- Creative and cute costume ideas for couples
- See Bella and Edward snuggle up in new Breaking Dawn Part 2 pictures
- Put the boo in baking with these Halloween essentials
- Jennifer Lopez continues her busy PFW day with Valentino and Casper
- Breast Cancer Awareness buys that actually give back
- See how easily Hollywood soccer moms go from the red carpet to the sidelines
- Oxfords that will charm the pants off your Fall style
- What you need to make last-minute Autumn entertaining easy
- Video: Kristen and Rob schedule press together — where we'll see them
- Tips for politely requesting a job referral
- Kelly Ripa's fit philosophy
- CelebStyle: Celebrity tip for Fall: don't put away your retro floral skirts
- Kitties squash the great pumpkin debate
- A case for color: neon Pantone iPhone gear
- How to tie a headscarf the Marc Jacobs way
Posts for October 2nd 2012
A quick preface: we get it; cider isn't exactly a beer, but hard cider has been going through a bit of a renaissance lately. No longer is it simply a last resort on tap for those who eschew beer; it's something to prize and seek out. Arguably, few places are doing it better than Wandering Aengus in Salem, OR, whose fruity brews are helping hard ciders shed their reputation as candy-sweet. If you're new to the hard-cider category, then Wandering Aengus Ciderworks Wanderlust ($8) is an excellent introduction. Made from organically farmed heirloom apples and fermented with a champagne yeast, this libation has all the seeds necessary for those looking to branch out.
While most of you would rather eat black figs, I love all figs equally and will jump at the chance to try something new with them. This weekend, on a lovely Fall afternoon, I preheated my oven and got to work baking my first fig tart with both Calimyrna and black mission figs.
Making a crust can be a nerve-wracking experience, but this one is incredibly easy. The addition of vanilla extract really enhances the crust's flavor. While it is a simple recipe, it's time-consuming since the crust must be precooked before you assemble the tart.
Once the crust is cooked, just quickly arrange the figs and carefully pour in the fragrant orange blossom custard. If you can't find orange blossom water at your local market, you can order it online, or substitute orange zest. The finished tart is perfect with its flaky crust, creamy custard, and slightly caramelized figs. Fig season is fleeting, so get the recipe now.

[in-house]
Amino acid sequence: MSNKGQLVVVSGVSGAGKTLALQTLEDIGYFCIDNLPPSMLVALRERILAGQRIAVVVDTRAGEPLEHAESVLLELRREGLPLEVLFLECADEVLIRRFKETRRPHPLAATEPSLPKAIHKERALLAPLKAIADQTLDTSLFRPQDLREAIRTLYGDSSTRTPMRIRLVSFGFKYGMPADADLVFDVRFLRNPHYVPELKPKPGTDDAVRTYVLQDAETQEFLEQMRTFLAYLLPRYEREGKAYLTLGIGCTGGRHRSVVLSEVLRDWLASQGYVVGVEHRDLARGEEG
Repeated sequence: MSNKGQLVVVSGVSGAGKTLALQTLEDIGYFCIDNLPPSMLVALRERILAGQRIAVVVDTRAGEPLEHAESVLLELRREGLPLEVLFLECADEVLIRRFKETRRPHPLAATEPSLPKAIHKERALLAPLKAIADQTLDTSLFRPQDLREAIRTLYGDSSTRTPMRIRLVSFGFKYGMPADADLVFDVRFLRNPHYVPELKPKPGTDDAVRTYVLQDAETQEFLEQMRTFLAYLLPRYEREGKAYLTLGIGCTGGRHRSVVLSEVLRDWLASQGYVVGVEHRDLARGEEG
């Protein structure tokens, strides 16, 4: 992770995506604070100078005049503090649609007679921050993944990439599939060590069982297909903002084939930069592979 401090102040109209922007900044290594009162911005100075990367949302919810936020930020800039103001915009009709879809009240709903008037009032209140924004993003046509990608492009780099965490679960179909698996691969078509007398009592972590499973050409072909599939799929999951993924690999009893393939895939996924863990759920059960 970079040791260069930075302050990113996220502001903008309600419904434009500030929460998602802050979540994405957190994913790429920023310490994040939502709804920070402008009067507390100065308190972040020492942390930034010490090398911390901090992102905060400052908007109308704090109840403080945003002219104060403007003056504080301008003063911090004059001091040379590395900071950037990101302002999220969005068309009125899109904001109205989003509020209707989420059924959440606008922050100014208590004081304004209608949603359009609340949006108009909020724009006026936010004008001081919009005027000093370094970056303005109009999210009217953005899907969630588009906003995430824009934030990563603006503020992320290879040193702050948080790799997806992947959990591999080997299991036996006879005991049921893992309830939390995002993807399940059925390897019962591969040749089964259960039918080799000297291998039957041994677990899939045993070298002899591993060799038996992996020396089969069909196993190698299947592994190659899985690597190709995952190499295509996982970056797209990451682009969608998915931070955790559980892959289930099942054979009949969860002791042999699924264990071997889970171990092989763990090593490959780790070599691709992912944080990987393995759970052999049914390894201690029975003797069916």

Anyone who’s ever spent a night in a five-star hotel or received V.I.P. treatment at an event knows that true indulgence is all in the details—fresh flowers, incredible views, oh-so-comfy seating. And while it seems impossible to replicate that same pampering atmosphere at home, you can surround yourself with easy, affordable luxury just by focusing on the “little things”—simple ways to treat the senses.
For starters, try Renuzit® brand’s new Tempting Indulgences™ air fresheners, a guilt-free way to surround yourself with warm, inviting, and scrumptious-smelling scents like Chocolate Covered Cherries, Crème Brulee, and Red Velvet Cake.
Then, consider other easy ideas for bringing opulence home. Give an old dresser a fancy makeover with dressy new drawer pulls. Add candles to a cake stand for an elegant centerpiece. Create a playlist of classic or light jazz music to enjoy while dining.
Feeling crafty? Get started on an a DIY project of your own!
- Chefs share their dream meals — Zagat
- Make a banana split for breakfast — HuffPost Taste
- Must see: MRI scans of vegetables — The Kitchn
- Every onscreen drink in Mad Men in less than five minutes — Grub Street NY
- Michelle Obama upsets Ann Romney in Presidential Bake-Off — Delish
- Real Italians test out Nigella Lawson's new Italian cookbook — Food Republic
- Are these the most beer-centric cities in America? — GQ
We've tried quite a few bottles of wine, so when an organization called The Label Project reached out to us to participate in a wine tasting challenge, we readily accepted. The rules were simple: we received a shipment of three crates, each containing a different bottle of wine and written and physical clues as to its varietal and country of origin. Take a look at the clues we received and our experience discerning the varietals and region where the grapes were grown.
Photos: Nicole Perry
As soon as I enter a grocery store, I'm pulled like a magnet to the cheese section. Each week, my eyes scan the mountains of cheese to find the right one to satisfy my hankering, whether it's for something dry and crumbly or most recently, for a soft and runny cheese like this Fromi Brebirousse d' Argental. As soon as I saw this washed-rind sheep's milk cheese from France, it was love at first sight, or rather first whiff. Mostly, it was because it reminded me of my all-time favorite cheese, Epoisses, with its bright orange rind and oozing interior.